After buying the Franco-American CIE Friends Amis (Amis means Friends in French) and their hand held computer project, Matsushita manufactured the computer and sold it under Panasonic (RL-Hxx series) and Quasar (HK-2600TE) brand names. About 70.000 Panasonic systems were sold.
The system was mainly conceived to run custom software developed by third companies. For this reason, it didn't included powerful built-in software or languages but featured an universal expansion port able to manage several peripherals simultaneously, and three ROM chip compartments. Examples of available software are: Portawriter, Telecomputing 1-2-3, File Exchange, Portacalc, Portaflex (store management), Portabudget, Portabroker, Porta Bid, Portastock, Portalog, Portasales, Portaservice, Portaaudit, etc.
The system featured SNAP, an interpreted programming language, close to Forth and not really easy to learn. Hopefully, a light version of the Microsoft BASIC interpreter ROM could be added.
The HHC (for "Hand Held Computer") had great success in USA, mainly in insurance companies thanks to a built-in custom insurance calculation application dedicated to claim adjusters and travelling salesmen who could make any insurance quotation and print it, anywhere, anytime. Few systems were sold in other countries.
The picture shows a system with a Printer/Cassette interface attached. User had to buy it to save programs files on tape! The printer used a small roll of thermal paper of 75 mm wide. It printed 16 chars. per line at a speed of 24 chars./second.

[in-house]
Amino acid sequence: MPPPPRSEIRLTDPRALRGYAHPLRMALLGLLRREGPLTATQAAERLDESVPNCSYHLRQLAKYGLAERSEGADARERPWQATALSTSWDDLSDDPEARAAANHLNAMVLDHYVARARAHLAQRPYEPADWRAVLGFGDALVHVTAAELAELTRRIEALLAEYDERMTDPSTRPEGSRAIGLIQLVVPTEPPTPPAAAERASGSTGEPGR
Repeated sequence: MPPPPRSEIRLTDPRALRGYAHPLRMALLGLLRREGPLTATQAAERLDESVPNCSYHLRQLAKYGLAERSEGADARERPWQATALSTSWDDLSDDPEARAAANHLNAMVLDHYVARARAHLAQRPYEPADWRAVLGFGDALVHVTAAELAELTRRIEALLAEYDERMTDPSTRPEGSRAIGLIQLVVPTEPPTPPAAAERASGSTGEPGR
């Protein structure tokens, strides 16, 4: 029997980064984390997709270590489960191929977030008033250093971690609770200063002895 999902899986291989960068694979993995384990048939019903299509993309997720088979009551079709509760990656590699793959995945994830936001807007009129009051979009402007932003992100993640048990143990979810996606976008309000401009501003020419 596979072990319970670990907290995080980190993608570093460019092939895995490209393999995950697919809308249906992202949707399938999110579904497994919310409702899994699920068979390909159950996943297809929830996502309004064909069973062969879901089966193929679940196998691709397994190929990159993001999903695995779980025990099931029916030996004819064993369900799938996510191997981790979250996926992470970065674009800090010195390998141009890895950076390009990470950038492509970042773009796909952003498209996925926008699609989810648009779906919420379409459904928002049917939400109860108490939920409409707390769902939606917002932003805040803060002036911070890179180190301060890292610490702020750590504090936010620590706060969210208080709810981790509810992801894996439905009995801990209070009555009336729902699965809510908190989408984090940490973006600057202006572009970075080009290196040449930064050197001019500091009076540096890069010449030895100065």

Graphic possibilities were available as an option, as well as a TV video interafce which enabled the HHC to be connected to a TV through a scart connector. The HHC could then display 32 x 16 characters in text mode (character matrix 5 x 7), or 128 x 64 with 8 colors in semi-graphic mode or 128 x 128 with 4 colors in graphic mode.
EPROM expansion board, by Tom Klein
When working for FIPSCO - a life insurance marketing software producer - we designed a EPROM expansion board. It was housed in a one-inch thicker tray and interfaced between the printer and compueter, adding about 1 inch to the length. The main unit would only hold 4-8K EEPROMs but the address space for each "slot" was for 16K. So we put 8-64K EEPROMS in crimp molds into sockets in the expansion box. Each chip looked like 4 to the OS.
By doing this we could hold more rates and product illustration software, reducing the requirement the agent "change chips" in front of the customer. Turns out Motorola had a lock on the 8K chips and the 64K were less expensive.
We could illustrate and print one insurance illustration faster than a 286 at the time. And it fit in the briefcase.
The expander box kept the unit in the field for an extra 3 to 5 years until laptops became reliable, powerful and affordable.
Curt Benjamin adds:
Many two-way radio shops still use the Panasonic HHC (part of the GE TQ-2310 "suitcase" programmer) to program GE two-way radios. Our shop still has a working one although it has since been replaced by a DOS program and radio interface box. More info here.